Basically, most of the diagnosis for MCAS is based on clinical symptoms, and lab tests are all about “proving” that your mast cells degranulating are correlated with these symptoms. The lab tests can be quite tricky though- tryptase elevated by 20% over baseline after a reaction is the preferred diagnostic mediator, but many people with MCAS find that they do not have elevated tryptase even after a reaction.

If elevated tryptase is not seen, the other mediators that can be checked are prostaglandins and histamines. The testing for these is even harder because they are very temperature sensitive and have very short half-lives in the body. The typical tests are prostaglandins and methlyhistamine as a 24-hour urine collection.

This collection is comical and maddening because the samples must be kept cold at all times. The mediators being looked for, especially prostaglandins, denature in mere minutes at room temperature. Proper specimen handling involves not only chilling your collection jug, but actually chilling each round of collected urine before pouring it into the main container. Then keeping it on ice all the way to the lab, and hoping that no lab tech leaves the sample on the counter for a few minutes while they do something else, because that will undo all your hard work. There are pages and pages of advice in the mast cell support groups on how best to perform your 24 hour urine collections. Doing at least one (usually more like three or more) of these collections is a rite of passage for the suspected mastie.

There are other mediators that can be used to indicate mast cell activity, but they aren’t as widely accepted by clinicians, so it would be best to get your diagnosis based on tryptase, prostaglandines, or histamine/methylhistamine.

More info on diagnostic criteria and testing:

The Mastocytosis Society: Overview, Diagnosis, Definitions and Classification.
Initial diagnosis and treatment of mast cell activation disease: General notes for guidance
Mast Cell Disease Fact Sheet
The Provider Primer Series: Mast cell activation syndrome (MCAS)


As I’ve said at length in this post already, the absolute BEST treatment for MCAS is to identify and avoid triggers. Identifying triggers is a matter of observation, but if your trigger is stress or cold weather, it’s not like you can really avoid those things entirely. You can likely arrange your life to some degree to limit exposure though. Triggers like scents, chemicals and detergents are a very important one to look into  though. Many people with MCAS and MCS have issues with even the “green” cleaners many people use in their homes, and if you can replace these with safer-for-you products, you can make your home a safe haven and reduce your overall reactivity that way.

I am going to write a couple paragraphs about healing protocols, but mostly to tell you that I’m not going to talk about them yet. Ideally, it would be great if we could identify a cause for destabilized mast cells and treat the cause rather than the symptoms. However this is easier said than done.  People with MCAS have had success with looking into and addressing:  gut dysbiosis, mold toxicity, heavy metal toxicity, bacterial, fungal or parasitic infection, autoimmunity, and many other things. Many people use healing protocols to address these issues and see improvement in their reactivity. These healing protocols are not one size fits all, and are often based in a lot of guesswork without any clear scientific evidence that they work. Which is okay for the most part: you don’t need studies if something is helping you. But while you look for the the right healing protocol for yourself, there is a strong chance to fall into a very weird part of the internet, and try a bunch of things and probably waste a bunch of time and money.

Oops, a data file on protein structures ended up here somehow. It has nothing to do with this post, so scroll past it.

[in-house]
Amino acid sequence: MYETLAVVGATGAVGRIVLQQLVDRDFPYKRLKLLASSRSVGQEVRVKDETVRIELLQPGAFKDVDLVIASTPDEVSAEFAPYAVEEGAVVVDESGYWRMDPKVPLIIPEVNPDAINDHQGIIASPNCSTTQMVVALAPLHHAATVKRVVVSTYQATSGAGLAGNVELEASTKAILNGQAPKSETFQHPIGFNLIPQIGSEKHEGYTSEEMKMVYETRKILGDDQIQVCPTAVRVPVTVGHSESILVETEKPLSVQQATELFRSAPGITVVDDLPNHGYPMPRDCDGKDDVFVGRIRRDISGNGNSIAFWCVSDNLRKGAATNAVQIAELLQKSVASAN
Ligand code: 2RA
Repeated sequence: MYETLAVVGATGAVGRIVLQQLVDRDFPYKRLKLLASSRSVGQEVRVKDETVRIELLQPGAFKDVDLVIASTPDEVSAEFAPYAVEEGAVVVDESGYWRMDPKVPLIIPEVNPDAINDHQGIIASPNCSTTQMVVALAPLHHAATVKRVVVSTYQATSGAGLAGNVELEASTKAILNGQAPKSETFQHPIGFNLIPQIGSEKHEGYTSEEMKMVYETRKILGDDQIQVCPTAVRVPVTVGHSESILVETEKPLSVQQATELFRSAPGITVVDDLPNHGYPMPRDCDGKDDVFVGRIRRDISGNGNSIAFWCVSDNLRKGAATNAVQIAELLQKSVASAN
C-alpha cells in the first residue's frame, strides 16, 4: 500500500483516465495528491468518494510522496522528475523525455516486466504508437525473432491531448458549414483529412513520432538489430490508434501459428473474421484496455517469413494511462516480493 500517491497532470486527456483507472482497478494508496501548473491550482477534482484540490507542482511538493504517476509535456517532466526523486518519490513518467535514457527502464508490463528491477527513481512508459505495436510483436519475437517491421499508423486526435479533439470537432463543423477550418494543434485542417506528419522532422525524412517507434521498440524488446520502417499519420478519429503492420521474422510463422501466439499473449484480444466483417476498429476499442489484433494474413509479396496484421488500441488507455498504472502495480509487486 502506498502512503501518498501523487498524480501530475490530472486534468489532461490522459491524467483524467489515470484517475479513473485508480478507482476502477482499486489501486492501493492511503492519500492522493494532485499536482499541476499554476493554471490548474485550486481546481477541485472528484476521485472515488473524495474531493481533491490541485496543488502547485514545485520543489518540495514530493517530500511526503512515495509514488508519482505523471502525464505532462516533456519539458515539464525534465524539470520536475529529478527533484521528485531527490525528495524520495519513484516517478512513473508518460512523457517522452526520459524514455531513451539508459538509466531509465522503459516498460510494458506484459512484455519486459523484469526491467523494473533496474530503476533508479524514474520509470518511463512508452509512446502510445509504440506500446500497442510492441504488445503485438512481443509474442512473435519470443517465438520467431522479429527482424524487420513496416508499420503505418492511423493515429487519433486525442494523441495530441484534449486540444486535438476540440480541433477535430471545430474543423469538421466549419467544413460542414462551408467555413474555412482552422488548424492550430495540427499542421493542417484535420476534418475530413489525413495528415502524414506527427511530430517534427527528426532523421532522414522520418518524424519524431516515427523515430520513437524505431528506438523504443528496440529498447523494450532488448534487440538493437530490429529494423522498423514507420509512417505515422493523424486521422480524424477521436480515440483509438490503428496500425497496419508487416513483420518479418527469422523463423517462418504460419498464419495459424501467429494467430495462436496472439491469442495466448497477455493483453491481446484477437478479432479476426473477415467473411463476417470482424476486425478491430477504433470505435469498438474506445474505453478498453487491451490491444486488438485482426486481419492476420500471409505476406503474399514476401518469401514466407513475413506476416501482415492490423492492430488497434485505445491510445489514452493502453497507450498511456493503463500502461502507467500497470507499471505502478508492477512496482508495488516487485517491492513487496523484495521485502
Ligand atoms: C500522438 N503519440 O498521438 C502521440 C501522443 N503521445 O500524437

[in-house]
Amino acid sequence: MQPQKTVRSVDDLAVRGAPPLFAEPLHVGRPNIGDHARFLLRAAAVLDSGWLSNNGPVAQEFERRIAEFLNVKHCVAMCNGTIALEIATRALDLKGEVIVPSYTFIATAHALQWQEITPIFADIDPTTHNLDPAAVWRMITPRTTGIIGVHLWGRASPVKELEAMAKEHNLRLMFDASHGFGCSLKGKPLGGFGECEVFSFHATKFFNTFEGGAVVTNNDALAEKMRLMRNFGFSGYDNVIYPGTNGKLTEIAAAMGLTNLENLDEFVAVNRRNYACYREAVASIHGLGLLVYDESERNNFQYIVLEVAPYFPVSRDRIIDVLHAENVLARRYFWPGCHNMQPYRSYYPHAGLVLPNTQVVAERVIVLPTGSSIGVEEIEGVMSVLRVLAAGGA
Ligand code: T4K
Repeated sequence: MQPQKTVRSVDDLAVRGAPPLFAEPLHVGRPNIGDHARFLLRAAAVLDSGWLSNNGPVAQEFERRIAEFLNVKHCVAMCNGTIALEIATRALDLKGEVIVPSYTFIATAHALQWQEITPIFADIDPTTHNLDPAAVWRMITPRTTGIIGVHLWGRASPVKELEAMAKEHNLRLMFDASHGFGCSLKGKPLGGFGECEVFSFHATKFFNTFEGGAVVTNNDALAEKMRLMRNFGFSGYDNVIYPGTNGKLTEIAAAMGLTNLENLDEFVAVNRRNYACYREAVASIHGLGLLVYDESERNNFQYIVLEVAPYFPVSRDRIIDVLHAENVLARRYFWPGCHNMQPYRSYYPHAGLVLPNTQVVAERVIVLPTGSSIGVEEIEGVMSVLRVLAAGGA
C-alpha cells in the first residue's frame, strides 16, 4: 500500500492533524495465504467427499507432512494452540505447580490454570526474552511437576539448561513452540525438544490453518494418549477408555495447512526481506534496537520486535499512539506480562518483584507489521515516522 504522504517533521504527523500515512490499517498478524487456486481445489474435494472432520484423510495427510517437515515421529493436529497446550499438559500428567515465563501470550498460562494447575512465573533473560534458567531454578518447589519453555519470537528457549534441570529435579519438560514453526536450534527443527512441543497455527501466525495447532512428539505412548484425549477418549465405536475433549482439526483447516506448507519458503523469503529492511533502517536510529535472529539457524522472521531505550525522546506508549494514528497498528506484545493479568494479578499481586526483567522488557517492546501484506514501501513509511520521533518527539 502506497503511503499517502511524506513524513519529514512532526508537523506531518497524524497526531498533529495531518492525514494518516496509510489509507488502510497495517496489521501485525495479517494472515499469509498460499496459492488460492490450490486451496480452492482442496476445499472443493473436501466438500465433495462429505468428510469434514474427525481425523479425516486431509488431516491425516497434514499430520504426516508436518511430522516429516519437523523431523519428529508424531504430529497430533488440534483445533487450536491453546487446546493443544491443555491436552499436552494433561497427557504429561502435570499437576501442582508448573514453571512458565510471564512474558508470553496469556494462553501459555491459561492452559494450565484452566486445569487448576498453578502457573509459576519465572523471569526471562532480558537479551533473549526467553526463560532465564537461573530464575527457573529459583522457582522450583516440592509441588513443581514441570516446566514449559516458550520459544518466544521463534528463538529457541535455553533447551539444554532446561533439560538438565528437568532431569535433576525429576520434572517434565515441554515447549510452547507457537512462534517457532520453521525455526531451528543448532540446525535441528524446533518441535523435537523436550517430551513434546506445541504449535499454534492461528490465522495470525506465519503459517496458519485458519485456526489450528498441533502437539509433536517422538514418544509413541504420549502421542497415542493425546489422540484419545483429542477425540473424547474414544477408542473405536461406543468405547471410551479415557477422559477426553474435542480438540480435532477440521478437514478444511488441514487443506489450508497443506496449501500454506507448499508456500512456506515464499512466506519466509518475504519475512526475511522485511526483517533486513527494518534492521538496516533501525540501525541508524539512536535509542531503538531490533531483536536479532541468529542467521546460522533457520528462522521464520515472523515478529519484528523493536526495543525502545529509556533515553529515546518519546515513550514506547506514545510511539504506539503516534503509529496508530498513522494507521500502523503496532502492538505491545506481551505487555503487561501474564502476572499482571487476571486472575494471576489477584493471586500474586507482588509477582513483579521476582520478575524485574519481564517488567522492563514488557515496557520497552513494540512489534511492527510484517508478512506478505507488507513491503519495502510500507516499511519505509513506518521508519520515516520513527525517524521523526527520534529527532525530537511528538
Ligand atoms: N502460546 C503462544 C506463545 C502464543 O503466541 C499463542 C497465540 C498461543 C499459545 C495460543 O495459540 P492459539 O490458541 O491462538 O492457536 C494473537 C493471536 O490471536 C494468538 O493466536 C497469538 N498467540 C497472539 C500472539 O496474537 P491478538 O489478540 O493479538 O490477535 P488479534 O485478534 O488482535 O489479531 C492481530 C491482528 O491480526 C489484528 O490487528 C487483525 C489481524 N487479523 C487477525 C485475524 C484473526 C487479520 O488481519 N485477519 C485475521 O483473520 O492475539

I actually firmly believe that no treatment for MCAS should be enacted without some level of complementary therapy,  at the very least to support your body and maintain the best health you possibly can. I just think that that entire topic is complicated, has many pitfalls, and requires its own post after a lot more research.  Please do your own research and pursue any healing protocols you want to that you know won’t harm you and think may help you.  I’m just not going to discuss or recommend anything just now.

Pharmaceutical treatment for MCAS is pretty much the same as for allergies, just in higher doses. A daily h1 antihistamine (usually non-drowsy antihistamines like zyrtec, allegra, claritin) and h2 antihistamine (zantac, pepcid, tagamet) are typically the first thing that is prescribed. Often both will be in much higher doses than would be normal for “just” allergies, however. Many people take 4 or more times the normal dose of daily h1 antihistamines, and will take more than one daily antihistamine in that high of a dose. Asthma meds such as xolair and singulair are often prescribed for MCAS. Mast cell stabilizers such as cromolyn, quercetin, and multifunction drugs like ketotifen can also be very helpful.